Why should any employer have to pay for anyone's contraception?  I've never grasped that.  Even setting aside the moral aspects of contraception, what about the morality of taxing people to subsidize sex?  Doesn't seem like a very fair thing to do.

Monday, October 3, 2011

Unsolicited Career Advice No. 2: Don't count on outside observations about another occupation.



When assessing careers, don't count on the members of one profession or occupation to be able to assess what another is like.

Lots of that type of advice is given.  People will say, for example, "you should be a lawyer" or "you should be a doctor" or you should be an accountant, based on their view of what these people do, even if they have no real experience with that work themselves..  Somebody, for example, sat through a lawsuit and found it fascinating, or saw lawyers interviewed on television and found that fascinating, and based their view on what a lawyer does based on that.  Or somebody likes their doctor, or maybe their doctor's car.  Such opinions are wholly erroneous.  Same with negative views.  Somebody will hate members of some profession based on what that individual did, rather than on what the professionals actually do.  A person must get the inside view, not the outside one.

No, that doesn't sound nifty to me.


Two nights ago my son answered the phone, and it was a solicitor from a hotel outfit. Somewhere during business travel I stayed at one of their hotels, and I must have enrolled in their program to get some pricing advantage.

Of course, it was some sort of time sales sales pitch.  I listened through the babble about going to Hawaii, when suddenly that deal disappeared, and the offer was for Orlando Florida.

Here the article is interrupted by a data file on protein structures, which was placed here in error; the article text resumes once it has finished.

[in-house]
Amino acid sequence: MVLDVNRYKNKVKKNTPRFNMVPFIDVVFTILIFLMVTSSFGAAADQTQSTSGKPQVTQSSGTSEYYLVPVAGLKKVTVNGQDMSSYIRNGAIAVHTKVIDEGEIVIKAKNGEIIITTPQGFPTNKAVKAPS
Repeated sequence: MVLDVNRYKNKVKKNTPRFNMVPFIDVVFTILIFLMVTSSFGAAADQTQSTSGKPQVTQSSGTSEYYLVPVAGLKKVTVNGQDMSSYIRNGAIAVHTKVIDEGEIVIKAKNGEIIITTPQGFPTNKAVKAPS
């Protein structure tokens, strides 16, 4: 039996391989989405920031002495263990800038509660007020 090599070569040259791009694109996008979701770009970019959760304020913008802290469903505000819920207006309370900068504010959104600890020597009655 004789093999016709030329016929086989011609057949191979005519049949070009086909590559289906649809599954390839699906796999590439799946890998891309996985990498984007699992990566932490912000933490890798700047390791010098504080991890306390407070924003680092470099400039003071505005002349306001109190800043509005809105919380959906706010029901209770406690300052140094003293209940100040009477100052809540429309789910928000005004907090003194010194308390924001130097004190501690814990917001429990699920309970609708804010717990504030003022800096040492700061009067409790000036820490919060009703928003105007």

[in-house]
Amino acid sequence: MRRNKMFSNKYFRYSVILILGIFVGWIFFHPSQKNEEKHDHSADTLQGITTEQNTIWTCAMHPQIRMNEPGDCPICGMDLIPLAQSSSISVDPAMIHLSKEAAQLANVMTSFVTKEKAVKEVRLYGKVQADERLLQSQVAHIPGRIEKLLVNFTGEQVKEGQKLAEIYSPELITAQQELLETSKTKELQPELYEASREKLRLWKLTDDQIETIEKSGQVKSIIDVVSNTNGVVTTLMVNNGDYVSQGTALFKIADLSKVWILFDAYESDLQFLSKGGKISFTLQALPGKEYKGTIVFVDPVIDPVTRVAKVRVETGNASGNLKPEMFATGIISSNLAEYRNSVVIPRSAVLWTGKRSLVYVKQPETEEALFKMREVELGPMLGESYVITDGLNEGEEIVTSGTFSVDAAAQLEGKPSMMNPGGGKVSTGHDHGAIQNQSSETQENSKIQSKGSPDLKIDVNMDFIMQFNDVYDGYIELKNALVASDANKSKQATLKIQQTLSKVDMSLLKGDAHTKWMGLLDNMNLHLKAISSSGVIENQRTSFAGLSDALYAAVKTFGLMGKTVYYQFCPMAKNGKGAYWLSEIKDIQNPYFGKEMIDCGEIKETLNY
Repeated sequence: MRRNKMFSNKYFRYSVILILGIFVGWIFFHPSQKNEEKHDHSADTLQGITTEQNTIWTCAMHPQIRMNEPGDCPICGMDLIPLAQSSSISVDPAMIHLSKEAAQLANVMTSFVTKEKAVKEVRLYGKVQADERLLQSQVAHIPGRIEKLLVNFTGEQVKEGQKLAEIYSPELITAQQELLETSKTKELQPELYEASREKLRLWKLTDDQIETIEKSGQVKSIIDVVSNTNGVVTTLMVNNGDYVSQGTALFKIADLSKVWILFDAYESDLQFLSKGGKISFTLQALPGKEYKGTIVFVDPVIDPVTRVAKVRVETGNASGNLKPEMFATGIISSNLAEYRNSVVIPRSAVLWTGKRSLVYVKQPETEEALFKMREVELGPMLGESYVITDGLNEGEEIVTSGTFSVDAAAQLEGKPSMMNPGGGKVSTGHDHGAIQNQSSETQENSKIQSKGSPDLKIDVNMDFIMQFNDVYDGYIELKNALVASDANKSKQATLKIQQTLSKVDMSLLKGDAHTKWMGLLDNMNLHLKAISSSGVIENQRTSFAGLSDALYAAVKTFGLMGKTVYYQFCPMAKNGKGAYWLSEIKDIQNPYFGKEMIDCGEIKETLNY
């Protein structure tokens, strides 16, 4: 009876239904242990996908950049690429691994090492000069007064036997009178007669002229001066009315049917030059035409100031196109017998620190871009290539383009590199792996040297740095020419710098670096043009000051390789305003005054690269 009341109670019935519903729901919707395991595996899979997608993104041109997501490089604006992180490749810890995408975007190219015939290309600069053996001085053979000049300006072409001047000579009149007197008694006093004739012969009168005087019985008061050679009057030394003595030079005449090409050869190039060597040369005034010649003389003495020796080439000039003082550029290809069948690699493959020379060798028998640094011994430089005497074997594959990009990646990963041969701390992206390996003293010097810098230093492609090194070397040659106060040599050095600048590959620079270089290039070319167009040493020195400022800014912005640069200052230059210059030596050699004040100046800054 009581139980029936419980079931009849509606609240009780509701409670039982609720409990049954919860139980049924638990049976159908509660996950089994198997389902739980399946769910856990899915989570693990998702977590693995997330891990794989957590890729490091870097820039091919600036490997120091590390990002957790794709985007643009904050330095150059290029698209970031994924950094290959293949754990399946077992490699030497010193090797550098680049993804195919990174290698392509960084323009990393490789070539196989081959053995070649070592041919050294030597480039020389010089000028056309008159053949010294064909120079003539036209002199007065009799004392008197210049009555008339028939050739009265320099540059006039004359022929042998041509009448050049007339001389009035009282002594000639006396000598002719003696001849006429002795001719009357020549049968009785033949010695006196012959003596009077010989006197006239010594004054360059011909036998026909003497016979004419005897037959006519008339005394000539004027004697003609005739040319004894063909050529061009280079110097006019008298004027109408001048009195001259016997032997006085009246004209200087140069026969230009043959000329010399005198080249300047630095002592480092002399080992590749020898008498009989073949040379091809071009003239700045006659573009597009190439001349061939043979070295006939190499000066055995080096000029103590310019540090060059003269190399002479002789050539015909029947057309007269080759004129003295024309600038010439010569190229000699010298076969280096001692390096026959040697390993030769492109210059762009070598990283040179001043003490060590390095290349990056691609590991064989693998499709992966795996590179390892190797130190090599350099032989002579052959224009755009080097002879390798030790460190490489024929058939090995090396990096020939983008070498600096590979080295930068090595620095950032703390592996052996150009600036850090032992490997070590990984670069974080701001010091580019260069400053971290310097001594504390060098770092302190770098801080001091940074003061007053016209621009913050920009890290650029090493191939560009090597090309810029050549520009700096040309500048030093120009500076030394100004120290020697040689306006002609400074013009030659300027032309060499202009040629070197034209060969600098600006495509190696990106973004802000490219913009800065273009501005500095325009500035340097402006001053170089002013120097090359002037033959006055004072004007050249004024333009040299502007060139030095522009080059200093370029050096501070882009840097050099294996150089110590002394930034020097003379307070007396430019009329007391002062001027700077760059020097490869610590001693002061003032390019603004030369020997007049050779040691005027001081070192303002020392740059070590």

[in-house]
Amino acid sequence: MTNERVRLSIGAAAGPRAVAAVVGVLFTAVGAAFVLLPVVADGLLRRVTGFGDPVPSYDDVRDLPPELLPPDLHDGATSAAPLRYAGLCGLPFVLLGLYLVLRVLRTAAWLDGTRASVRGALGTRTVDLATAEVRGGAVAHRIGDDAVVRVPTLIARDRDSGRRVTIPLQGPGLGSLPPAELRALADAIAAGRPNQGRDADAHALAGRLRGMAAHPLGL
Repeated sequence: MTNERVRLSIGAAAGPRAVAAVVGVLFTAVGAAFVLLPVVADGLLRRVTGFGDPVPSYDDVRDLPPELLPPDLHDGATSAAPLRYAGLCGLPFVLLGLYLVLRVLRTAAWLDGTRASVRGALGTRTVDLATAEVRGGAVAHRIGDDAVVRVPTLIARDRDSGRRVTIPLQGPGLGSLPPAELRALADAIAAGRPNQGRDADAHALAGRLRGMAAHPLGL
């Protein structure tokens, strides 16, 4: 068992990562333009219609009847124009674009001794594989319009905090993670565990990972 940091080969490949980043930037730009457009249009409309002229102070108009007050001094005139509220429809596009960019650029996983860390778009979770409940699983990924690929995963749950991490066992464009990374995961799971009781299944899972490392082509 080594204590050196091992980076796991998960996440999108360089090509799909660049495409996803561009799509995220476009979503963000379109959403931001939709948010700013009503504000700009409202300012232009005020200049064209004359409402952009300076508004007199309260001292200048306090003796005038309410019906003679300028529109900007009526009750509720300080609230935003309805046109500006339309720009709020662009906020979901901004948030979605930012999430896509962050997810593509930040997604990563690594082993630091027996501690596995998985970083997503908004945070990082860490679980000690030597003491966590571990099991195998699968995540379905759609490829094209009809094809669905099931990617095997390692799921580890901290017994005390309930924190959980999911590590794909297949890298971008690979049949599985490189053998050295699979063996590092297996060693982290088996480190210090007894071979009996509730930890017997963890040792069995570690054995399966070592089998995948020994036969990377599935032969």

Now, here I should note that I'm no doubt a tele solicitors worst nightmare.  I usually won't even listen to the pitch, and I'm such a contrarian that the conventional arguments they have are completely lost on my.  For example:

Q.  Now sir, how much would you  normally pay to go to Orlando?

A.  Um, I don't know. . .

Q. Well sir, when was the last time you were there?


A.  Um, five years ago.


Q.  Well, it's changed a lot, would you like to go back?


A.  No.


Q.  Um, why not.


A.  Why would I?


Q.  Well, there's a lot to do, what did you do last time?


A.  Worked.


Q. Well, it's time to go to play. . .you'd like to do that, right!


A.  No.


Q.  Why not.


A.  There's nothing there I want to do.


Q. Well, certainly you'd like to go to the local amusement facilities. . .


A.  No I wouldn't.


Q.  Well your family would, right, don't you think your family deserves that?


A.  They deserve a vacation, that's for sure, but that's not anything I'm interested in taking them to.


Ultimately I hung up.

Style, Fashion, and the decline of American Standarsd



There have recently been an entire series of posts on blogs about American standards of appearance, and what it means.  I'm proud do say that I've yapped about it myself, and did so early, so I was a pioneer in complaining, on blogs, about this.

Well, maybe that isn't really something I should complaint about, but I have done it.